Andrew On Monday November 5th, Dell announced plans to buy iSCSI storage system vendor EqualLogic. This is a huge step forward for Dell, who until now has been content to sell relatively undifferentiated proprietary storage solutions based on server hardware and Microsoft operating systems, as well as OEM versions of industry leader EMC’s AX and CX lines. Fitting well with Dell’s theme of IT simplification, EqualLogic is an innovator, with an advanced technology that helps users take better advantage of IP-based storage, which is a lower cost alternative to Fibre Channel. EqualLogic’s design is cutting edge in three ways: 1) modular scalability that allows for easy capacity growth and increased controller power, cache, and I/O whenever capacity is added; 2) multiplexing architecture that allows multiple paths to each controller, effectively tripling the bandwidth of the 1 Gb Ethernet links; and 3) powerful software that automates many storage management functions, allowing companies without significant storage expertise to take advantage of the advanced storage functions included with every EqualLogic array.

This deal is interesting in a number of ways. For one, it is a validation of the iSCSI protocol which competes today for adoption with traditional Fibre Channel, and will compete with Fibre Channel over Ethernet (FCOE) going forward as 10Gb Ethernet becomes more prevalent. Also, this is a change of strategy for EqualLogic who had expressed the intention to go public in recent months. For a smaller emerging vendor to compete head-to-head with the giants of the storage industry in terms of R&D, interoperability and global sales and support is extremely difficult. Storage is an industry with very conservative buyers, high switching costs, and significant consideration of brand equity. Getting the deep pockets, manufacturing prowess, and brand recognition of Dell behind the innovation of EqualLogic is likely to be a powerful combination. There will be concerns around product roadmap continuity and focus, as well questions about placement of EqualLogic products within the current Dell storage lineup, but these are likely to be minimal in comparison to the strong technology benefits and complementary fit between the two companies.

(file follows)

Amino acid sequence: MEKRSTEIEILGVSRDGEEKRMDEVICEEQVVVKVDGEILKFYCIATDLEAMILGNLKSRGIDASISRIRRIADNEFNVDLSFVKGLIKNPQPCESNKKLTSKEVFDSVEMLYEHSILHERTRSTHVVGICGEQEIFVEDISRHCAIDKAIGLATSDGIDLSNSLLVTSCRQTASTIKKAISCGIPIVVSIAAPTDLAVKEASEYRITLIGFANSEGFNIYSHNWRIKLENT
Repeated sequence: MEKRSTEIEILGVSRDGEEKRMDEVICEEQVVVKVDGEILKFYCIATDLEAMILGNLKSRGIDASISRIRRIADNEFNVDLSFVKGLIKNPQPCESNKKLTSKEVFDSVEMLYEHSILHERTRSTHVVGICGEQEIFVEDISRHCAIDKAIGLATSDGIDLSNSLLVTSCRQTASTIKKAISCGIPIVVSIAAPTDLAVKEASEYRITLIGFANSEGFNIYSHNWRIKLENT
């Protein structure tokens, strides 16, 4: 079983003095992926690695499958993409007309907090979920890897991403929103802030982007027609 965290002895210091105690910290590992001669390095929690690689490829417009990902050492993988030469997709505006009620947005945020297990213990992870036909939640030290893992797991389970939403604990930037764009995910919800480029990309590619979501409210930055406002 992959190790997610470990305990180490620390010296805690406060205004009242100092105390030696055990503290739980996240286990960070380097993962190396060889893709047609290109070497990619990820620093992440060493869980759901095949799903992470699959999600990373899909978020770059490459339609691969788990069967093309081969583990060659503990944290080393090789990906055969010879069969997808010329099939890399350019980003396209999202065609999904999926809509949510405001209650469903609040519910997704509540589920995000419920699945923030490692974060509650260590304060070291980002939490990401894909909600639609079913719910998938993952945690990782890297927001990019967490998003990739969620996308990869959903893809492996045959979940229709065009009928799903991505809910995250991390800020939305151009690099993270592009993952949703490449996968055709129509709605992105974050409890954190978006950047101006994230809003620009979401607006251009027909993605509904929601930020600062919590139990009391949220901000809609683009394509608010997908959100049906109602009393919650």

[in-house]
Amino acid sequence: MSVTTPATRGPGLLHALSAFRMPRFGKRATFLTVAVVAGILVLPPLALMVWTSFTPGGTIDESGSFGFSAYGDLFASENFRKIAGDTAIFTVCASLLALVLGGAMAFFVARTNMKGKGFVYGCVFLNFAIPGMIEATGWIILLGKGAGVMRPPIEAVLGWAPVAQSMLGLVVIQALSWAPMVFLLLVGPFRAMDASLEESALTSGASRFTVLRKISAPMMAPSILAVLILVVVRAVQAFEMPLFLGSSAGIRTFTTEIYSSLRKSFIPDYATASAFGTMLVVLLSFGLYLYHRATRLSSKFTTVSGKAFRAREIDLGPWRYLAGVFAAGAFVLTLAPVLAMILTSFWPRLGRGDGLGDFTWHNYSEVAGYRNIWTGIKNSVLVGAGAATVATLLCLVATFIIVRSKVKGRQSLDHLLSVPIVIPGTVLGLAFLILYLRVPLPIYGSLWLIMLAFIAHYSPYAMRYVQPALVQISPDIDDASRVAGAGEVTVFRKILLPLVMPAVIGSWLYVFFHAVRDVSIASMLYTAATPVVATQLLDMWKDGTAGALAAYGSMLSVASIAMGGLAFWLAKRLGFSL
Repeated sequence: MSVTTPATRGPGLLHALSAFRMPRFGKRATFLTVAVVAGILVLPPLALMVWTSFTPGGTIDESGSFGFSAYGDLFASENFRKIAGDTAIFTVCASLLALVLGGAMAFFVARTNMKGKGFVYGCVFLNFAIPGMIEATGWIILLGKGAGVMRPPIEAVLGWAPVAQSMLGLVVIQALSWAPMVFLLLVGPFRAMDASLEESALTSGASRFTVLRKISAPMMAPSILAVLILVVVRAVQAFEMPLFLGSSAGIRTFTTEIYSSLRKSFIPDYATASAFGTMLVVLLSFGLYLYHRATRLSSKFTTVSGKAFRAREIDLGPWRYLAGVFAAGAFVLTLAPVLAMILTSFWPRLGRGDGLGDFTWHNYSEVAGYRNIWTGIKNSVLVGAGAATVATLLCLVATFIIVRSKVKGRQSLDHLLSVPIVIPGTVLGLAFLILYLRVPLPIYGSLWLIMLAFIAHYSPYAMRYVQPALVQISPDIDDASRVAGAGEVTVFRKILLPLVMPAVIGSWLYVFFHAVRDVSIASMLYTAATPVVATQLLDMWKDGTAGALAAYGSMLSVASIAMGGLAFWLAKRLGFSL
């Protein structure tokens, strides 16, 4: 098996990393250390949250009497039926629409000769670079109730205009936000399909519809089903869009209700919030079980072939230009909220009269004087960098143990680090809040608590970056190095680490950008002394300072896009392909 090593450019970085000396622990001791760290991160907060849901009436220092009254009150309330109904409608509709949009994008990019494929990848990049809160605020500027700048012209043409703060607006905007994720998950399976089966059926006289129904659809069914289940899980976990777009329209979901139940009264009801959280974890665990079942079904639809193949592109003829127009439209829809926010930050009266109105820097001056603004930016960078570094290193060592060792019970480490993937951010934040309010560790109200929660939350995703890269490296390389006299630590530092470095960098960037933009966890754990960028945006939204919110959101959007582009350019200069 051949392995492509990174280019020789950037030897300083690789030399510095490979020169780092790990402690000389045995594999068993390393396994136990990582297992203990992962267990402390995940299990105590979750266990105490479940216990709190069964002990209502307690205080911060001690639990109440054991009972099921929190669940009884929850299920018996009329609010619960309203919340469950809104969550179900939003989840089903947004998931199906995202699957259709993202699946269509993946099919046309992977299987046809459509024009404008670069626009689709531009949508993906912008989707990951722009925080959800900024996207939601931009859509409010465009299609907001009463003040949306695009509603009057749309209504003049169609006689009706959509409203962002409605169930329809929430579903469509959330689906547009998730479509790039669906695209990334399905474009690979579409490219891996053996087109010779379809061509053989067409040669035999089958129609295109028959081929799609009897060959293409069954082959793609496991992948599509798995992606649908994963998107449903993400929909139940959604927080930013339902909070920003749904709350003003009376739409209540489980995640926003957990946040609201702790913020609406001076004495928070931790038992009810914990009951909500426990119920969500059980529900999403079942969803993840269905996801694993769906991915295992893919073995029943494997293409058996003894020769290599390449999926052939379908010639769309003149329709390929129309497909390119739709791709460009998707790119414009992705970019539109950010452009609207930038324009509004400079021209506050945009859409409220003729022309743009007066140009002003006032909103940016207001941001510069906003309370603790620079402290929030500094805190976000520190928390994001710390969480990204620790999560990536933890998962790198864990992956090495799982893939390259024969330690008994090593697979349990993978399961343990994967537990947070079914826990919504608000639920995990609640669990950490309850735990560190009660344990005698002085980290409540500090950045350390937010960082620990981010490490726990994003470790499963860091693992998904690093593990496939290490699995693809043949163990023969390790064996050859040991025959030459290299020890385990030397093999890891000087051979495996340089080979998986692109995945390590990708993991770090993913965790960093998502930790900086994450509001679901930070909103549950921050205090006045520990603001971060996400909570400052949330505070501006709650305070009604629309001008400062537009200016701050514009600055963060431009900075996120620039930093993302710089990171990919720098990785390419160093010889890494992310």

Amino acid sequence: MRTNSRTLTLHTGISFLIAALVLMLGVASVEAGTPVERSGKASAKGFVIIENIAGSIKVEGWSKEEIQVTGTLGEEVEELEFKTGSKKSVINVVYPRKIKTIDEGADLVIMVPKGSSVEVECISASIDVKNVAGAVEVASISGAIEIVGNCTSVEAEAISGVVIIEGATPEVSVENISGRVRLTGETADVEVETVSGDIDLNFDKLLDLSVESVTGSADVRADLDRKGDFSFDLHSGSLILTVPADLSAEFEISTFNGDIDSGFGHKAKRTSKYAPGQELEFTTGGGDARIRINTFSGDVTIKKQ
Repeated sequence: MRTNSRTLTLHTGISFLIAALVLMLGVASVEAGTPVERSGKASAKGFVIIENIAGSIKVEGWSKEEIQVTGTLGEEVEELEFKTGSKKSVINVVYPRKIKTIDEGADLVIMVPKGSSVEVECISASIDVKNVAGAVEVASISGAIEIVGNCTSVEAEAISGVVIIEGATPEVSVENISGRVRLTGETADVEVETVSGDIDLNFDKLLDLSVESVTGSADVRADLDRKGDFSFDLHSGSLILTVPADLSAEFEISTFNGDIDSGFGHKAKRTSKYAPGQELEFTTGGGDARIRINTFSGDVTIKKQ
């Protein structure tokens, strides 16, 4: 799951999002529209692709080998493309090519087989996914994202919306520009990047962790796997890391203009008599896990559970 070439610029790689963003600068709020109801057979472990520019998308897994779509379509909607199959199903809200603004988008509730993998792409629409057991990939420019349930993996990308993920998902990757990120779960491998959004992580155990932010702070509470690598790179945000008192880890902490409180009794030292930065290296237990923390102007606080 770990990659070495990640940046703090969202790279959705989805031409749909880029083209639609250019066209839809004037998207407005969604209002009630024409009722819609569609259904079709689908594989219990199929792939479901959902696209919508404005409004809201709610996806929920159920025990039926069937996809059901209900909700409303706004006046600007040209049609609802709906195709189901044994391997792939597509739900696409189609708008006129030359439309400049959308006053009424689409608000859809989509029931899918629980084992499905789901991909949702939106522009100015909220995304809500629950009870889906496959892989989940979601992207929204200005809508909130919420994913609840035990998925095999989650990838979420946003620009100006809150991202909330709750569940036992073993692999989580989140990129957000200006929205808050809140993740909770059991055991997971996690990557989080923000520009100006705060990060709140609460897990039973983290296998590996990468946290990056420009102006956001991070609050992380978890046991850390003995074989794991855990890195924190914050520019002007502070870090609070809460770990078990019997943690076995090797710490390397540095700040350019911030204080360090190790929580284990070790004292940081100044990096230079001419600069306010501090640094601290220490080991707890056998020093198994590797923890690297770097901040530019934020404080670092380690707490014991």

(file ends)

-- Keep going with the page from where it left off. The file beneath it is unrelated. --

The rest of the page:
By Andrew Reichman

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